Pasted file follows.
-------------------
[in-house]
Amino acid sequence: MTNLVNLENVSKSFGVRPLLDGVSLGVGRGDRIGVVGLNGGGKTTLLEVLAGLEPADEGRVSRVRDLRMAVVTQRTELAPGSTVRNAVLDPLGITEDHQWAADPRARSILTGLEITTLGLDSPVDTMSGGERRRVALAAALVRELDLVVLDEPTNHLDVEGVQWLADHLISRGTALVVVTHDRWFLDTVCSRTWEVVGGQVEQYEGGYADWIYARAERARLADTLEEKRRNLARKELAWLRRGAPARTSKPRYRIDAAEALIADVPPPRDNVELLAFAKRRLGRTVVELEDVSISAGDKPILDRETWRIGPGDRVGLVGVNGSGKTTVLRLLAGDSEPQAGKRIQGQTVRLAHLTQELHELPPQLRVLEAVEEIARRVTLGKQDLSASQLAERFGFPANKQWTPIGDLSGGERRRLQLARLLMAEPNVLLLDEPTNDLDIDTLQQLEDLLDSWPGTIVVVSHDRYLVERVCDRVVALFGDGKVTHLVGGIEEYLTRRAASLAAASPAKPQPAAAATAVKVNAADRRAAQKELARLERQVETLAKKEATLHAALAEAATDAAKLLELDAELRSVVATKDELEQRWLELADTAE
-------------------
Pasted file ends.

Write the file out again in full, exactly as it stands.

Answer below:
[in-house]
Amino acid sequence: MTNLVNLENVSKSFGVRPLLDGVSLGVGRGDRIGVVGLNGGGKTTLLEVLAGLEPADEGRVSRVRDLRMAVVTQRTELAPGSTVRNAVLDPLGITEDHQWAADPRARSILTGLEITTLGLDSPVDTMSGGERRRVALAAALVRELDLVVLDEPTNHLDVEGVQWLADHLISRGTALVVVTHDRWFLDTVCSRTWEVVGGQVEQYEGGYADWIYARAERARLADTLEEKRRNLARKELAWLRRGAPARTSKPRYRIDAAEALIADVPPPRDNVELLAFAKRRLGRTVVELEDVSISAGDKPILDRETWRIGPGDRVGLVGVNGSGKTTVLRLLAGDSEPQAGKRIQGQTVRLAHLTQELHELPPQLRVLEAVEEIARRVTLGKQDLSASQLAERFGFPANKQWTPIGDLSGGERRRLQLARLLMAEPNVLLLDEPTNDLDIDTLQQLEDLLDSWPGTIVVVSHDRYLVERVCDRVVALFGDGKVTHLVGGIEEYLTRRAASLAAASPAKPQPAAAATAVKVNAADRRAAQKELARLERQVETLAKKEATLHAALAEAATDAAKLLELDAELRSVVATKDELEQRWLELADTAE